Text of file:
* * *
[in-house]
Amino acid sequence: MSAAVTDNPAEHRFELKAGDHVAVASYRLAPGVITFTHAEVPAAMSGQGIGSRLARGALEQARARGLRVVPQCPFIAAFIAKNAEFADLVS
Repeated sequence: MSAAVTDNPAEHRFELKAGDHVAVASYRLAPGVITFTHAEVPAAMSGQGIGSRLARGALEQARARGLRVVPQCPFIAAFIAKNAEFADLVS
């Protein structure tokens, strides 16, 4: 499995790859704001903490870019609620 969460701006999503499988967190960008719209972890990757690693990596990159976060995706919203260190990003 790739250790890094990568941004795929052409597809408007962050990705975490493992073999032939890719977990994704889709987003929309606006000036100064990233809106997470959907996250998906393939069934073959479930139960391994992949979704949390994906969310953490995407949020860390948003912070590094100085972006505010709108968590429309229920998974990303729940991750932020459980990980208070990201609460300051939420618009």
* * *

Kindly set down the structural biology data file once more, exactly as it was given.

[in-house]
Amino acid sequence: MSAAVTDNPAEHRFELKAGDHVAVASYRLAPGVITFTHAEVPAAMSGQGIGSRLARGALEQARARGLRVVPQCPFIAAFIAKNAEFADLVS
Repeated sequence: MSAAVTDNPAEHRFELKAGDHVAVASYRLAPGVITFTHAEVPAAMSGQGIGSRLARGALEQARARGLRVVPQCPFIAAFIAKNAEFADLVS
């Protein structure tokens, strides 16, 4: 499995790859704001903490870019609620 969460701006999503499988967190960008719209972890990757690693990596990159976060995706919203260190990003 790739250790890094990568941004795929052409597809408007962050990705975490493992073999032939890719977990994704889709987003929309606006000036100064990233809106997470959907996250998906393939069934073959479930139960391994992949979704949390994906969310953490995407949020860390948003912070590094100085972006505010709108968590429309229920998974990303729940991750932020459980990980208070990201609460300051939420618009």